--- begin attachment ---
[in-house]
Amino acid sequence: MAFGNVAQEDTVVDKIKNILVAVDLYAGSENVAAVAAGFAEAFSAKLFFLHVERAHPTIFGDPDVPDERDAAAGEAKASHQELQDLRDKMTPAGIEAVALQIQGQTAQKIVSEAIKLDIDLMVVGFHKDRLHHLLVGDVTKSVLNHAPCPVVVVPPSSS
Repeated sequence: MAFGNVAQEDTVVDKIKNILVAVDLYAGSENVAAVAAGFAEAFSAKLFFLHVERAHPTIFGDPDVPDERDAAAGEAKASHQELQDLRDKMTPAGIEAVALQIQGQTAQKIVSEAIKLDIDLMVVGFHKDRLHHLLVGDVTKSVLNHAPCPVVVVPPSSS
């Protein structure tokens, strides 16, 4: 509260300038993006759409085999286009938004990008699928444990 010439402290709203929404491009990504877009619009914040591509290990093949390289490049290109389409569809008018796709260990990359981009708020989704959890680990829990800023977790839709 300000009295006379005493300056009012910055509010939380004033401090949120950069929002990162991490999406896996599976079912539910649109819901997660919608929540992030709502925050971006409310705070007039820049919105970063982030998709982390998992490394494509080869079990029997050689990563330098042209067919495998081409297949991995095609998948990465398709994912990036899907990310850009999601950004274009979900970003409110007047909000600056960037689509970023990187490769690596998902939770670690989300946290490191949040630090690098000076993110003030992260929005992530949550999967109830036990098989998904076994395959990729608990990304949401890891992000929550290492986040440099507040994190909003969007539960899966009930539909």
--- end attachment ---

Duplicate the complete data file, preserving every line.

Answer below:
[in-house]
Amino acid sequence: MAFGNVAQEDTVVDKIKNILVAVDLYAGSENVAAVAAGFAEAFSAKLFFLHVERAHPTIFGDPDVPDERDAAAGEAKASHQELQDLRDKMTPAGIEAVALQIQGQTAQKIVSEAIKLDIDLMVVGFHKDRLHHLLVGDVTKSVLNHAPCPVVVVPPSSS
Repeated sequence: MAFGNVAQEDTVVDKIKNILVAVDLYAGSENVAAVAAGFAEAFSAKLFFLHVERAHPTIFGDPDVPDERDAAAGEAKASHQELQDLRDKMTPAGIEAVALQIQGQTAQKIVSEAIKLDIDLMVVGFHKDRLHHLLVGDVTKSVLNHAPCPVVVVPPSSS
């Protein structure tokens, strides 16, 4: 509260300038993006759409085999286009938004990008699928444990 010439402290709203929404491009990504877009619009914040591509290990093949390289490049290109389409569809008018796709260990990359981009708020989704959890680990829990800023977790839709 300000009295006379005493300056009012910055509010939380004033401090949120950069929002990162991490999406896996599976079912539910649109819901997660919608929540992030709502925050971006409310705070007039820049919105970063982030998709982390998992490394494509080869079990029997050689990563330098042209067919495998081409297949991995095609998948990465398709994912990036899907990310850009999601950004274009979900970003409110007047909000600056960037689509970023990187490769690596998902939770670690989300946290490191949040630090690098000076993110003030992260929005992530949550999967109830036990098989998904076994395959990729608990990304949401890891992000929550290492986040440099507040994190909003969007539960899966009930539909």